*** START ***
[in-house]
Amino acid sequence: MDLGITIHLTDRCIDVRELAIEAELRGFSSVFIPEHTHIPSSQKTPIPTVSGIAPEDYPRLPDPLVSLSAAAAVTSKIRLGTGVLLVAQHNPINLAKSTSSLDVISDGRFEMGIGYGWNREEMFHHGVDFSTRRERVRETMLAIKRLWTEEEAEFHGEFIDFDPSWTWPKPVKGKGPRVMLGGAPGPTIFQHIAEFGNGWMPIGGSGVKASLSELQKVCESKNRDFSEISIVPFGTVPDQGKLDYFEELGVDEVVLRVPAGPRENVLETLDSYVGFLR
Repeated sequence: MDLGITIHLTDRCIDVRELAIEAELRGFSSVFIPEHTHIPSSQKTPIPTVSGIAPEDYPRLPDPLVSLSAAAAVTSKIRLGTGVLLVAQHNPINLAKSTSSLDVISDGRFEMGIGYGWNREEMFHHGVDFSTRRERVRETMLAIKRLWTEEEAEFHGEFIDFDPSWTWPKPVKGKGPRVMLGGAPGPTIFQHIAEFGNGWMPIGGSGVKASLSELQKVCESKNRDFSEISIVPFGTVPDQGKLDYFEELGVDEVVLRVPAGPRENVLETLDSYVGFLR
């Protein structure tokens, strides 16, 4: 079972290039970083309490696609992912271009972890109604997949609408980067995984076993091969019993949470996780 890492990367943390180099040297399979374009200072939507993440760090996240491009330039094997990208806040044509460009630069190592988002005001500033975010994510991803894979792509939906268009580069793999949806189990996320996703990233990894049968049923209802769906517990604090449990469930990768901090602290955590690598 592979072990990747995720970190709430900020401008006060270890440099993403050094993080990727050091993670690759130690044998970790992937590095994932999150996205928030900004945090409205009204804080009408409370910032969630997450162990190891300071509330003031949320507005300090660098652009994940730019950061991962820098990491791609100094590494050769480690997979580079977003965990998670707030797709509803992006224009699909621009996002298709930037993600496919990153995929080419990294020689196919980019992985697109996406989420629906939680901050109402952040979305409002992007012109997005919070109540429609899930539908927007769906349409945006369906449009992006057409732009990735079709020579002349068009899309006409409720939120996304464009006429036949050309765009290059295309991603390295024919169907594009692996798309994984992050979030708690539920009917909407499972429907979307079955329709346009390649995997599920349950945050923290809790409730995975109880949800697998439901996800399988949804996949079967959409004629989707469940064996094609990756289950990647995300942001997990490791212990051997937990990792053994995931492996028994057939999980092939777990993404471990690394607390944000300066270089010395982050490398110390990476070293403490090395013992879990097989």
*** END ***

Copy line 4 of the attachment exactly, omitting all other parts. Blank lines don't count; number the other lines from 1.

């Protein structure tokens, strides 16, 4: 079972290039970083309490696609992912271009972890109604997949609408980067995984076993091969019993949470996780 890492990367943390180099040297399979374009200072939507993440760090996240491009330039094997990208806040044509460009630069190592988002005001500033975010994510991803894979792509939906268009580069793999949806189990996320996703990233990894049968049923209802769906517990604090449990469930990768901090602290955590690598 592979072990990747995720970190709430900020401008006060270890440099993403050094993080990727050091993670690759130690044998970790992937590095994932999150996205928030900004945090409205009204804080009408409370910032969630997450162990190891300071509330003031949320507005300090660098652009994940730019950061991962820098990491791609100094590494050769480690997979580079977003965990998670707030797709509803992006224009699909621009996002298709930037993600496919990153995929080419990294020689196919980019992985697109996406989420629906939680901050109402952040979305409002992007012109997005919070109540429609899930539908927007769906349409945006369906449009992006057409732009990735079709020579002349068009899309006409409720939120996304464009006429036949050309765009290059295309991603390295024919169907594009692996798309994984992050979030708690539920009917909407499972429907979307079955329709346009390649995997599920349950945050923290809790409730995975109880949800697998439901996800399988949804996949079967959409004629989707469940064996094609990756289950990647995300942001997990490791212990051997937990990792053994995931492996028994057939999980092939777990993404471990690394607390944000300066270089010395982050490398110390990476070293403490090395013992879990097989």